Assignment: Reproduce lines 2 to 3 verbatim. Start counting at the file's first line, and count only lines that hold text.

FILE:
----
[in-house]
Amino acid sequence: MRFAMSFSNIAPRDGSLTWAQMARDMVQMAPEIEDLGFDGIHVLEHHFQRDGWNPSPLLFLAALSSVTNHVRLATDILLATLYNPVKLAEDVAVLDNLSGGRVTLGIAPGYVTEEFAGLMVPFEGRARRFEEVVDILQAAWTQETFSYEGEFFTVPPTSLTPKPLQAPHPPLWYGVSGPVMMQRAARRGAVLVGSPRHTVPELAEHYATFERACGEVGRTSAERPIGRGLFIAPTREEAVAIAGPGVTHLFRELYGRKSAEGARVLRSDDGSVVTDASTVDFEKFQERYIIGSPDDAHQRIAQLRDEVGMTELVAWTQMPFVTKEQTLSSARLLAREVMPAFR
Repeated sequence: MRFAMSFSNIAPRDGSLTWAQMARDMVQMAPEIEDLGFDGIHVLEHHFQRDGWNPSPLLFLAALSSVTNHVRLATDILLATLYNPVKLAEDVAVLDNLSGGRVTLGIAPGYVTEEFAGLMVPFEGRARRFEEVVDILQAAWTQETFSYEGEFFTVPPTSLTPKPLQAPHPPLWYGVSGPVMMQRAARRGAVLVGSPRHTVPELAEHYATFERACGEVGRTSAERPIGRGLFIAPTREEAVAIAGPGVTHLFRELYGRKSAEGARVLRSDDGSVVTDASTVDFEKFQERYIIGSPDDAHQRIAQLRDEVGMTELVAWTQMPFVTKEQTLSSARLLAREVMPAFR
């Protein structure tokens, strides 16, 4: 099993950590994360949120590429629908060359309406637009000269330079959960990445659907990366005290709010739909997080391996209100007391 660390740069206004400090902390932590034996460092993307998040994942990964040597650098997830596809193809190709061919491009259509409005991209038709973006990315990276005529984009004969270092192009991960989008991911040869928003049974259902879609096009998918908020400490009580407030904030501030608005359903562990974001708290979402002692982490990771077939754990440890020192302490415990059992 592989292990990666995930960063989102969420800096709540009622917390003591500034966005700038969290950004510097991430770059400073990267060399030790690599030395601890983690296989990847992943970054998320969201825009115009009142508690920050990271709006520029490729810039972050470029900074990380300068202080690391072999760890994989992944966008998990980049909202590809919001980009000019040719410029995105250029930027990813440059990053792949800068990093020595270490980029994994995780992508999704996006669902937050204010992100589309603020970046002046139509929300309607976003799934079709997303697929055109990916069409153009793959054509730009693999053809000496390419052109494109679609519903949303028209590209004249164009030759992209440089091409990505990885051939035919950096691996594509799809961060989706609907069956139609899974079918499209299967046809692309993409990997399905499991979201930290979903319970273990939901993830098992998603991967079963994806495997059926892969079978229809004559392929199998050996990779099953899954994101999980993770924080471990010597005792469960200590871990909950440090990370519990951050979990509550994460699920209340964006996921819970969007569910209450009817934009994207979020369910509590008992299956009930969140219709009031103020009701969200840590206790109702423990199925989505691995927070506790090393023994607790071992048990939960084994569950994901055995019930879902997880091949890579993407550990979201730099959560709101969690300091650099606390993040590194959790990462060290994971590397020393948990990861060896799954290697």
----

Amino acid sequence: MRFAMSFSNIAPRDGSLTWAQMARDMVQMAPEIEDLGFDGIHVLEHHFQRDGWNPSPLLFLAALSSVTNHVRLATDILLATLYNPVKLAEDVAVLDNLSGGRVTLGIAPGYVTEEFAGLMVPFEGRARRFEEVVDILQAAWTQETFSYEGEFFTVPPTSLTPKPLQAPHPPLWYGVSGPVMMQRAARRGAVLVGSPRHTVPELAEHYATFERACGEVGRTSAERPIGRGLFIAPTREEAVAIAGPGVTHLFRELYGRKSAEGARVLRSDDGSVVTDASTVDFEKFQERYIIGSPDDAHQRIAQLRDEVGMTELVAWTQMPFVTKEQTLSSARLLAREVMPAFR
Repeated sequence: MRFAMSFSNIAPRDGSLTWAQMARDMVQMAPEIEDLGFDGIHVLEHHFQRDGWNPSPLLFLAALSSVTNHVRLATDILLATLYNPVKLAEDVAVLDNLSGGRVTLGIAPGYVTEEFAGLMVPFEGRARRFEEVVDILQAAWTQETFSYEGEFFTVPPTSLTPKPLQAPHPPLWYGVSGPVMMQRAARRGAVLVGSPRHTVPELAEHYATFERACGEVGRTSAERPIGRGLFIAPTREEAVAIAGPGVTHLFRELYGRKSAEGARVLRSDDGSVVTDASTVDFEKFQERYIIGSPDDAHQRIAQLRDEVGMTELVAWTQMPFVTKEQTLSSARLLAREVMPAFR